Why does the word feminist still scare some of us?
Are you a feminist? I asked a friend recently and we both scratched our heads in confusion. When I put the same question to one of my daughters later that day, her certainty took me aback. “Of course I am a feminist” she told me and, rolling her eyes with exasperated affection, she added “and so are you”.
So what the heck is a feminist and what does it mean to be one? Can I still be feminine and a feminist? Do I have to be a man-hater to be a feminist? These are questions that have confounded me all my life and yet my daughter’s emphatic response was a magnificent example of her self-belief and confidence. Where I have been skating round the issue forever, she knows who she is and is proud to proclaim it.
The Cambridge dictionary definition of feminism is “the belief that women should be allowed the same rights, power, and opportunities as men and be treated in the same way.”
These values are ones I wholeheartedly agree with. Without doubt I believe in gender equality through and through so what has made me shy away from the word feminism for so long?
I am not entirely sure why, but when I hear the words feminist and feminism I hear belligerence. Irrationally both words make me feel I need to become militant and confrontational, grow hairy armpits and neglect my appearance. This is ridiculous! When I calmly reflect, of course I know that you can uphold the values defined above whilst still being logical, reasonable and feminine.
I come from a long line of strong women who have always had choices and thought for themselves. Independence and a pioneering spirit have been our bywords. I was educated and brought up to believe that my voice is as valuable and important as any man’s. Although in recent years I have followed the traditional female role of being the main carer for our children, this was a mutual decision between my husband and myself. My choice does not make me anti-feminist and nor does it go against recognised feminist ideals. In fact, on the contrary. I am able to make choices for myself and this is what feminism is striving after for all women.
I realise that I am one of the lucky ones. In 2015 Britain, all women should be able to make decisions for themselves but many are not allowed the dignity of this basic human right for a range of reasons. Our Head of State is a woman and women have the vote but all too often women are paid significantly less than their male counterparts for doing the same job, and on average their earnings and pensions are significantly lower.
We have more women in the Cabinet than ever before yet women are still outnumbered 2:1. Hell, we even had to mount a campaign to keep a woman on an English bank note. Fortunately we have a Minister for Women and Equalities but if the void between gender wasn’t so huge, we wouldn’t need it. There is no such Minister for Men and Equalities.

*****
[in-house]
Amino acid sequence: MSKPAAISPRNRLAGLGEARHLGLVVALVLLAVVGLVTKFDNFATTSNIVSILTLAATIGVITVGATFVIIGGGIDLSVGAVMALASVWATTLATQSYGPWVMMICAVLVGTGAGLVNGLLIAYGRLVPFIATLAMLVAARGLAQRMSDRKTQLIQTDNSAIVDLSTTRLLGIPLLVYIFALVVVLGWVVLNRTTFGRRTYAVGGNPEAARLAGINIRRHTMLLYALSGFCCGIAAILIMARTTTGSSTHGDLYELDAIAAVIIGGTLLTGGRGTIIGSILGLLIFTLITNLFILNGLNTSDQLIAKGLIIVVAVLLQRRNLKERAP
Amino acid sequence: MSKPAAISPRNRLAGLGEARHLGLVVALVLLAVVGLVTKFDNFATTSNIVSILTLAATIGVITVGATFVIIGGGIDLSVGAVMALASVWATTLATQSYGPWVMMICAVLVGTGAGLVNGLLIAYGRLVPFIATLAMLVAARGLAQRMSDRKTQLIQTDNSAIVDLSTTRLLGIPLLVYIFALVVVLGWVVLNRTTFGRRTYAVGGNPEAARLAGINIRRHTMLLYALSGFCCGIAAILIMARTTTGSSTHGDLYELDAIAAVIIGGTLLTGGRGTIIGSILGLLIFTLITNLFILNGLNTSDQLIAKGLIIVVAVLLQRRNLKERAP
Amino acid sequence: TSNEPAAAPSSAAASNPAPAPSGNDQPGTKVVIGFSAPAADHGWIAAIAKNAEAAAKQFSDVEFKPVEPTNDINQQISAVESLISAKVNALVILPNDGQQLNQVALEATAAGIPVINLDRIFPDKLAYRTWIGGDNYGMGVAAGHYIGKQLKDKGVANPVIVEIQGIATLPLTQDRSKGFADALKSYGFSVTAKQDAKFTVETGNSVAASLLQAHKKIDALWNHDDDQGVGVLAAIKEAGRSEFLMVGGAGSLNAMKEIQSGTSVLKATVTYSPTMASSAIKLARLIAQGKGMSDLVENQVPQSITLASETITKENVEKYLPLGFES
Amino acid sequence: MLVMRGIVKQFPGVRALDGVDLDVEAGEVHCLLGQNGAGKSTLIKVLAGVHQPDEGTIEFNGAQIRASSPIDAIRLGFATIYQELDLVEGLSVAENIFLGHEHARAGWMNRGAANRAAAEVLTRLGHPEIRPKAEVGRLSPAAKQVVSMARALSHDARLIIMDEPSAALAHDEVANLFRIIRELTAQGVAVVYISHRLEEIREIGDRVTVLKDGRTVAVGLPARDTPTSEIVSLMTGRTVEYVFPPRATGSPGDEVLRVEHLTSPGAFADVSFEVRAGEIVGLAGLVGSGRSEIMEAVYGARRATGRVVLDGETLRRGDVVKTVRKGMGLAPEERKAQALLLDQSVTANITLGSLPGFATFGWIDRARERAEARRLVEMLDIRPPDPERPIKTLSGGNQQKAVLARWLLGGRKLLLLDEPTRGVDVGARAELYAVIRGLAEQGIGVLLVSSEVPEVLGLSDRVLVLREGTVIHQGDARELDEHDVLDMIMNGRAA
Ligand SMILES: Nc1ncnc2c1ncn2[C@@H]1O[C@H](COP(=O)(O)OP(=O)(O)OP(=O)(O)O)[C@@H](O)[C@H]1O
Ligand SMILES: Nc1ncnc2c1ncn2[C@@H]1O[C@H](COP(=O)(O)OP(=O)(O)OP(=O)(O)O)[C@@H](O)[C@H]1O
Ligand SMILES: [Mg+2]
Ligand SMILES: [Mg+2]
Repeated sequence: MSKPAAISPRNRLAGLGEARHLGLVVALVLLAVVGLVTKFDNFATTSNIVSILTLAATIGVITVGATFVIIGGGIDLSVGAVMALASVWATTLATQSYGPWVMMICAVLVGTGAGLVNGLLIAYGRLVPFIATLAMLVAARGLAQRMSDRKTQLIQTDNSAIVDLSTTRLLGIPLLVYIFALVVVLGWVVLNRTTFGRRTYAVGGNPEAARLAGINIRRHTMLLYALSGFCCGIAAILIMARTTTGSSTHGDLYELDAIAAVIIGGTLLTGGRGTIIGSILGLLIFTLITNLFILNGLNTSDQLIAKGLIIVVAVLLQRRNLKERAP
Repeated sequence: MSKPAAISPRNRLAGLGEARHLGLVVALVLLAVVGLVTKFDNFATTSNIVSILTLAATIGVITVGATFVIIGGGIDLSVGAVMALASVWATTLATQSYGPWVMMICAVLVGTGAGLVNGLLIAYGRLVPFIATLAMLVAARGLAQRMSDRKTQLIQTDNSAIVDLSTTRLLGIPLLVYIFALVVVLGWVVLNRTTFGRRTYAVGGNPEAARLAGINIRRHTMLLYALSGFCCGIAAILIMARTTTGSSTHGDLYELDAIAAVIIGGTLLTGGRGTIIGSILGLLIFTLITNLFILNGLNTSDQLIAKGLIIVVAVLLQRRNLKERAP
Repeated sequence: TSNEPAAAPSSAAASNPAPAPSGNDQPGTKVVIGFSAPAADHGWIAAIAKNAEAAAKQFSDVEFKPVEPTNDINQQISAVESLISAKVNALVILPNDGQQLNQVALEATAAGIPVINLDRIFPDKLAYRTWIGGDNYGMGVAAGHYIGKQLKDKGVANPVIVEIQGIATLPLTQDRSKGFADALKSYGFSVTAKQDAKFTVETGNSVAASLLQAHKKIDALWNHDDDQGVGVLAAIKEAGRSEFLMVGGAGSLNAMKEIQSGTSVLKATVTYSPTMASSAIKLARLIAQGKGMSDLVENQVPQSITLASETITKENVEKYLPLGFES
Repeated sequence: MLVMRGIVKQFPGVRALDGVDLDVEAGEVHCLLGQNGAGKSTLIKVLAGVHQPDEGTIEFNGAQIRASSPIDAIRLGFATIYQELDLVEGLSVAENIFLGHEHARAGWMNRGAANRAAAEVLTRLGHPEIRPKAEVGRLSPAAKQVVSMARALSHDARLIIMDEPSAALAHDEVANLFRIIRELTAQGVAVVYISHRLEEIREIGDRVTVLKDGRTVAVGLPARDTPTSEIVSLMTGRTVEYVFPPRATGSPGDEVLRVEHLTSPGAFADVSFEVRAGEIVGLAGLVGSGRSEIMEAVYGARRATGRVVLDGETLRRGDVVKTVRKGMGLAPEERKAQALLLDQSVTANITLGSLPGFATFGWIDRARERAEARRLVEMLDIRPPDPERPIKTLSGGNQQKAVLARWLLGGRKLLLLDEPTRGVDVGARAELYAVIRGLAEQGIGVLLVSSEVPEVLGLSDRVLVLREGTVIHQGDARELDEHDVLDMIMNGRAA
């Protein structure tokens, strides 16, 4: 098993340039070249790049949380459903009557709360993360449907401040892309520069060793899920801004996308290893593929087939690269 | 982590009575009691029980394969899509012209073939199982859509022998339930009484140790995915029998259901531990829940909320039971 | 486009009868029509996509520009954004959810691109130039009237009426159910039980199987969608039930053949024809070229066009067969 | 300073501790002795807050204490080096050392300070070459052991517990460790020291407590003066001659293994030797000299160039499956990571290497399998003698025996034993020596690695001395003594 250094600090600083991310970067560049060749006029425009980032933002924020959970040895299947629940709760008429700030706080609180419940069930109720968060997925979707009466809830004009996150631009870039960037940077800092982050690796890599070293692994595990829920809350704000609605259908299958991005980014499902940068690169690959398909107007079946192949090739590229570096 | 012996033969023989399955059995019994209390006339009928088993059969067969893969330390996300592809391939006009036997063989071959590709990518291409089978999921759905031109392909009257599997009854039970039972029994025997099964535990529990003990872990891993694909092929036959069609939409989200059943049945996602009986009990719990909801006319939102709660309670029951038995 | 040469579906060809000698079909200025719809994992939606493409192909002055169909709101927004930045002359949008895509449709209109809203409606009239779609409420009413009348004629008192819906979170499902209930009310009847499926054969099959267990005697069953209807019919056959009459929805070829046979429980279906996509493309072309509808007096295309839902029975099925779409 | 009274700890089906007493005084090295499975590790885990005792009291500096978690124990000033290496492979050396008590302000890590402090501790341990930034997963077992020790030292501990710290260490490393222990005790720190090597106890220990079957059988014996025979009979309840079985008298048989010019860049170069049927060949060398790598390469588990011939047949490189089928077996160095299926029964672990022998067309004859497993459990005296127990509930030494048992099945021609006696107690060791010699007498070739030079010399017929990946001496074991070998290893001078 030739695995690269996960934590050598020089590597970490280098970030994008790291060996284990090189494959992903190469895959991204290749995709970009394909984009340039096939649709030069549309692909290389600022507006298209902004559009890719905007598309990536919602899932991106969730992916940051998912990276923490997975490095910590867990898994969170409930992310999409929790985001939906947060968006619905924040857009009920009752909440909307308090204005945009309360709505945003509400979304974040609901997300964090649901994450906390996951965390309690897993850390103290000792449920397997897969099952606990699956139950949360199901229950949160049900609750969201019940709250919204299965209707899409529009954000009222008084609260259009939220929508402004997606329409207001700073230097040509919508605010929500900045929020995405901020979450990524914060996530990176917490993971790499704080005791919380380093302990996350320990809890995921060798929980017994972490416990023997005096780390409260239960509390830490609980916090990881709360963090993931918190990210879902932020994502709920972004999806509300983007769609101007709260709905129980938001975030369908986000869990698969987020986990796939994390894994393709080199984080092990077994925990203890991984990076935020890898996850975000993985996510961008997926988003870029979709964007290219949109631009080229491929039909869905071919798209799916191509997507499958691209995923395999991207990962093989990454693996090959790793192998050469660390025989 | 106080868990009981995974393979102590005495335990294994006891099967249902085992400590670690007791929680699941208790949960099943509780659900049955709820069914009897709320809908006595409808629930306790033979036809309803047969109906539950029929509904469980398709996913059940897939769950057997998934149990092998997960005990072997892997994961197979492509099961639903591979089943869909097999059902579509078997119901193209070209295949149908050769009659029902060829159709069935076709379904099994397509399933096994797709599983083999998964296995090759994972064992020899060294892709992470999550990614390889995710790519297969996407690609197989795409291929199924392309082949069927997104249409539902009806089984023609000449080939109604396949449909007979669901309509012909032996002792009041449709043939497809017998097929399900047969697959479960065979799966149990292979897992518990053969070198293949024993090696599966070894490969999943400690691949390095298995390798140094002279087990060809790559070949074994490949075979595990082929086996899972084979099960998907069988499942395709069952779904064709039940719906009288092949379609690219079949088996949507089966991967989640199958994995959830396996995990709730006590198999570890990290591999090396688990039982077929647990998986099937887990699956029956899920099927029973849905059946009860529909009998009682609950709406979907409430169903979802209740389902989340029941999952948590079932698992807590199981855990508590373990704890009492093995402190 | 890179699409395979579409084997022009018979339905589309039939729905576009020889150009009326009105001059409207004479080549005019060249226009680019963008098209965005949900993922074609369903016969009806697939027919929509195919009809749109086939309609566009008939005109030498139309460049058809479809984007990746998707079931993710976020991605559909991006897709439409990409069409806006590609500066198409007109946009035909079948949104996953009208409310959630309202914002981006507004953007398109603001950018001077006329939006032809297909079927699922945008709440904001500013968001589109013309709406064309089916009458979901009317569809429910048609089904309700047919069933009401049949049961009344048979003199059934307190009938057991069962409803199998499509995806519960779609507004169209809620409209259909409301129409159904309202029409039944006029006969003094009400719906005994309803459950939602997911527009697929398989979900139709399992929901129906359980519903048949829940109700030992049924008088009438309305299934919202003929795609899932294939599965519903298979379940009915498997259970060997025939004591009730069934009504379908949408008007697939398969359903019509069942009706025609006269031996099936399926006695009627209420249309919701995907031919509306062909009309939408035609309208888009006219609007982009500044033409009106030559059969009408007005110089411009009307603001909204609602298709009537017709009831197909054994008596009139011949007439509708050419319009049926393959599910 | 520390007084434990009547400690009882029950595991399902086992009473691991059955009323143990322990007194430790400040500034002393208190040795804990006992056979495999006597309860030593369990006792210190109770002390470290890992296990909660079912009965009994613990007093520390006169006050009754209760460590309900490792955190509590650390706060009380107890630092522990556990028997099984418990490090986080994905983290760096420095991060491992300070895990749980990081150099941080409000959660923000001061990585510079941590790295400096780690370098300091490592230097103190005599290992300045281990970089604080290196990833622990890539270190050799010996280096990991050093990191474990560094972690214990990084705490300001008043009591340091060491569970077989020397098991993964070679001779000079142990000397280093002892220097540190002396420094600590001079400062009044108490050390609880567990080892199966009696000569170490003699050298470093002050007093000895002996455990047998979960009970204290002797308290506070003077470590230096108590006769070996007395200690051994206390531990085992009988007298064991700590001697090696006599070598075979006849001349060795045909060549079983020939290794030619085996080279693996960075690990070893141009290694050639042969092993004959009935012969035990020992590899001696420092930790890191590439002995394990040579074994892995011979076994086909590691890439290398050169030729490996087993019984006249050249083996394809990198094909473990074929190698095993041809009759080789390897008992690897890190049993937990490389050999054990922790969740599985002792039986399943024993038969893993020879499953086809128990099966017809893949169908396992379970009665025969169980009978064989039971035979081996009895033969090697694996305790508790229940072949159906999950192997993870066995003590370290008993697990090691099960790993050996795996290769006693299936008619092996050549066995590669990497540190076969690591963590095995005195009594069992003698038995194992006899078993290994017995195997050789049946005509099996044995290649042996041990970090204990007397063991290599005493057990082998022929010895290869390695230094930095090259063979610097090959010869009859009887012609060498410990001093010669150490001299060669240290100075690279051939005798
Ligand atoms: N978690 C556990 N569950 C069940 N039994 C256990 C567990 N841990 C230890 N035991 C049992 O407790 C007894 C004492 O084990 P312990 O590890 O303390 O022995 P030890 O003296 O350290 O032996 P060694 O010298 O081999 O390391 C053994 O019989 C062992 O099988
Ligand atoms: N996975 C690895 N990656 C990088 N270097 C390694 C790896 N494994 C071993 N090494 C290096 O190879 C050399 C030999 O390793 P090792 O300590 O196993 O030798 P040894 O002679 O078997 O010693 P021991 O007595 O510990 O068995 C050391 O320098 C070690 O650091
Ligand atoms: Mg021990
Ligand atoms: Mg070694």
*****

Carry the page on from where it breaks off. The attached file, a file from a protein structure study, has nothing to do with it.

In September 2014, the United Nations launched a campaign HeforShe. Emma Watson, UN Goodwill Ambassador as well as the actress known for her role in Harry Potter films, gave an uplifting speech in which she called for recognition and adoption of feminist values throughout the world. She referred to the “Woman’s Rights Are Human Rights” speech made by Hillary Clinton, then First Lady, in Beijing in 1995. Deplorably, twenty years on, many basic human rights are still violated every day as women the world over are suppressed, persecuted and silenced. The only way for things to change is for men and women to unite together, and to fight for change with strength of will and determination. As Emma Watson stated, gender equality is a male issue too.
So whilst I may not like the word, I realise that I am proud to be a feminist and what’s more, I am married to one.
It is quite clear to me now that my husband and I have quietly imbued into our daughters and sons that they have innate value as individuals and that with determination and hard work, they have the potential to achieve equally. The fact that my husband is extremely well mannered – he wouldn’t hesitate to give up his seat or let someone through the door before him – demonstrates no secret or denigrating agenda. His actions are those of a thoughtful person who is respectful of others. I mirror them and together we have taught all four of our children to show the same level of consideration. I believe that good manners, mutual respect and an open-minded approach are the bedrock of a civilised society; these qualities are not gender-specific but lie at the heart of gender equality.
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